Multicultural Counseling: Perspectives from Counselors as Clients of Color

By Aretha Faye Marbley | Go to book overview

6
The Native American Client’s Story

One of the things I would look at on any scale like that—I still feel that even at that, American Indians look
at themselves differently than any other race in America because we are of this country.

Woodro


STORIES OF PROUD PEOPLE

We all have those kinds of things. I see others, Indian people whom I am more knowledgeable about. I accept
them first as Indians and then within their various tribes.

Woodro


A Sovereign Nation

I preferred American Indian. At one time, people were saying Native American in reaction to American Indian.
All of these years we’ve been known as American Indian. The census, I think, is one of the reasons why a lot
of people reacted, because during the census, when they first used Native American, a lot of people signed
Native American because they were born here, and they are American regardless. You know, the way I look
at it, it is American Indian.

Woodro

Native Americans are unique among the groups of people of color not only because they are members of federally recognized sovereign nations that exist within a nation but also, mostly, because they are the natives of North America. Due to the impact of historical factors on the experiences on American Indians and Alaskan Natives—specifically, the systematic, genocidal attempts to destroy their people and ways of life—any discussion of them, as with African Americans, must occur within a context of history and demographics, and an examination of contemporary American Indian culture.

The complexity of identity for Native Americans today is difficult to understand. This complexity is even more pronounced in multitribal urban areas and further complicated by changes in U.S. Census data procedures, specifically the Census Bureau’s change in enumeration procedures from ascription to self-identification.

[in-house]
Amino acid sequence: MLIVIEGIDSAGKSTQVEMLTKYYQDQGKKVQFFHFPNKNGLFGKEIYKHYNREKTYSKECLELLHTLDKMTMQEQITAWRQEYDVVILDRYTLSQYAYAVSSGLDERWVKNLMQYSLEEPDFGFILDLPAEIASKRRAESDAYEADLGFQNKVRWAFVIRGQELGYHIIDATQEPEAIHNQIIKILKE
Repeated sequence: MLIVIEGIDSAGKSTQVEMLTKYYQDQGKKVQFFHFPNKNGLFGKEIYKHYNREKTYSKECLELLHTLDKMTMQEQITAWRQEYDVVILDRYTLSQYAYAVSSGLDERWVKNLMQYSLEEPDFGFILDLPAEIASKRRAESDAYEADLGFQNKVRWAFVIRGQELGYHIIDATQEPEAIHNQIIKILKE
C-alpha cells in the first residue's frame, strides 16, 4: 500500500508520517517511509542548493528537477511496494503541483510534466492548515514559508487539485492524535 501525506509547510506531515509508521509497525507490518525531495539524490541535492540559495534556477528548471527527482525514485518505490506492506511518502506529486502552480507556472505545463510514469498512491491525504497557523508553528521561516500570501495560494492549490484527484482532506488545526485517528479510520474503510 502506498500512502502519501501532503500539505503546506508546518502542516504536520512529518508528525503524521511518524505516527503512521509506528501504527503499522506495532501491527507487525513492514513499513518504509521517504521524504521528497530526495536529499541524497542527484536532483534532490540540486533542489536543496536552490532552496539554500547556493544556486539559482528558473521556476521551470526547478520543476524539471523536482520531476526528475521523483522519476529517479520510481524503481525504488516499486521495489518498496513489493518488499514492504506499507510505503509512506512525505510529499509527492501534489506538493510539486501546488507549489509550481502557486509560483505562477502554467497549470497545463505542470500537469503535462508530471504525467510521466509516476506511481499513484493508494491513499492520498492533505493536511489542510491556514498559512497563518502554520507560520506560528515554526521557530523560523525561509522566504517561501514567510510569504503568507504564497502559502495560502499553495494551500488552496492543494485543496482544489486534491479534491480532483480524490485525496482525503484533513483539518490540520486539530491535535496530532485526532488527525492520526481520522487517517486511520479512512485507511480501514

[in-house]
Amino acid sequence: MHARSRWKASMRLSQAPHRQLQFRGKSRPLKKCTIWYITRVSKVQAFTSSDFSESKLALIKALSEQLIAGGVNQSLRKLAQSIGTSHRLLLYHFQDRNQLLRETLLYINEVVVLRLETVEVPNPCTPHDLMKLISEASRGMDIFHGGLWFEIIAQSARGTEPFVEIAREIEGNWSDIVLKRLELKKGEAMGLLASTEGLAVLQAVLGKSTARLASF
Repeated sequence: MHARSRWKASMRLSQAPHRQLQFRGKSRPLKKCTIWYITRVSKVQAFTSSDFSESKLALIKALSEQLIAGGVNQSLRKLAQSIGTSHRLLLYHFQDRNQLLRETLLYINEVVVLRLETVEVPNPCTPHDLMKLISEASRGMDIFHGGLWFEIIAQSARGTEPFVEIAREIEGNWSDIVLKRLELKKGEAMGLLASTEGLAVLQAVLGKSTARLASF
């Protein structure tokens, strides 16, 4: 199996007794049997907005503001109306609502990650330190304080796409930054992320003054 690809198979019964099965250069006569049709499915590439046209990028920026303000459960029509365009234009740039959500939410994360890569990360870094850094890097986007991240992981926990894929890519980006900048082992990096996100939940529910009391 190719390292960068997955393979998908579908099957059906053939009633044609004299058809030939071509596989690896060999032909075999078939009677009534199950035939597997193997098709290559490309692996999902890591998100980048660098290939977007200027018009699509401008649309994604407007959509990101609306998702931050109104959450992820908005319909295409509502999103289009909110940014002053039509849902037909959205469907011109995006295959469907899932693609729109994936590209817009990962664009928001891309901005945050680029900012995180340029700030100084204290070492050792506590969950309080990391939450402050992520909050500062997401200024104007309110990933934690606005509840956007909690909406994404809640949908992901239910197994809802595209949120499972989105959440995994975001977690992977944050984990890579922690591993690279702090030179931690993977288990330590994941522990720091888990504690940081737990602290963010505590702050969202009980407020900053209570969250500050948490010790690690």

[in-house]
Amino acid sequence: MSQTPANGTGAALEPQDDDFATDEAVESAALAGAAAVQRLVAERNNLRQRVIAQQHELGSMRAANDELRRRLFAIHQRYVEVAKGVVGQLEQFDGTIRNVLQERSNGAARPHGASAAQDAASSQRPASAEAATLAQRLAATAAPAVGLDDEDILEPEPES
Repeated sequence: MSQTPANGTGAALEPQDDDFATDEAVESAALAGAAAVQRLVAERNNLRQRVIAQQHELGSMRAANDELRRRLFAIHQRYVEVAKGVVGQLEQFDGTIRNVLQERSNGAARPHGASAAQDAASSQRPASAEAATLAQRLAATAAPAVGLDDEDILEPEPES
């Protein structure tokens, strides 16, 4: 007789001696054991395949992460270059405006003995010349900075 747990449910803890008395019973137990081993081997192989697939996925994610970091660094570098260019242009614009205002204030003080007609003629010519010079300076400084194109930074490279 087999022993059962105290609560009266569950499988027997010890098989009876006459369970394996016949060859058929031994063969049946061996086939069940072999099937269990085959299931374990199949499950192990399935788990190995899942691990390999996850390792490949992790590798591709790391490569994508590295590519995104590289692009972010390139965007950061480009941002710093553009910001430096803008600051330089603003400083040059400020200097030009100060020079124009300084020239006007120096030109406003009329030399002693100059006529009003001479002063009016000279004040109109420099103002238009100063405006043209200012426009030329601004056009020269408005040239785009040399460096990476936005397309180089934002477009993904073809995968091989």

-79-

Notes for this page

Add a new note
If you are trying to select text to create highlights or citations, remember that you must now click or tap on the first word, and then click or tap on the last word.
One moment ...
Default project is now your active project.
Project items
Notes
Cite this page

Cited page

Style
Citations are available only to our active members.
Buy instant access to cite pages or passages in MLA 8, MLA 7, APA and Chicago citation styles.

(Einhorn, 1992, p. 25)

(Einhorn 25)

(Einhorn 25)

1. Lois J. Einhorn, Abraham Lincoln, the Orator: Penetrating the Lincoln Legend (Westport, CT: Greenwood Press, 1992), 25, http://www.questia.com/read/27419298.

Note: primary sources have slightly different requirements for citation. Please see these guidelines for more information.

Cited page

Bookmark this page
Multicultural Counseling: Perspectives from Counselors as Clients of Color
Table of contents

Table of contents

Settings

Settings

Typeface
Text size Smaller Larger Reset View mode
Search within

Search within this book

Look up

Look up a word

  • Dictionary
  • Thesaurus
Please submit a word or phrase above.
Print this page

Print this page

Why can't I print more than one page at a time?

Help
Full screen
Items saved from this book
  • Bookmarks
  • Highlights & Notes
  • Citations
/ 218

matching results for page

    Questia reader help

    How to highlight and cite specific passages

    1. Click or tap the first word you want to select.
    2. Click or tap the last word you want to select, and you’ll see everything in between get selected.
    3. You’ll then get a menu of options like creating a highlight or a citation from that passage of text.

    OK, got it!

    Cited passage

    Style
    Citations are available only to our active members.
    Buy instant access to cite pages or passages in MLA 8, MLA 7, APA and Chicago citation styles.

    "Portraying himself as an honest, ordinary person helped Lincoln identify with his audiences." (Einhorn, 1992, p. 25).

    "Portraying himself as an honest, ordinary person helped Lincoln identify with his audiences." (Einhorn 25)

    "Portraying himself as an honest, ordinary person helped Lincoln identify with his audiences." (Einhorn 25)

    "Portraying himself as an honest, ordinary person helped Lincoln identify with his audiences."1

    1. Lois J. Einhorn, Abraham Lincoln, the Orator: Penetrating the Lincoln Legend (Westport, CT: Greenwood Press, 1992), 25, http://www.questia.com/read/27419298.

    Cited passage

    Thanks for trying Questia!

    Please continue trying out our research tools, but please note, full functionality is available only to our active members.

    Your work will be lost once you leave this Web page.

    Buy instant access to save your work.

    Already a member? Log in now.

    Search by... Author
    Show... All Results Primary Sources Peer-reviewed

    Oops!

    An unknown error has occurred. Please click the button below to reload the page. If the problem persists, please try again in a little while.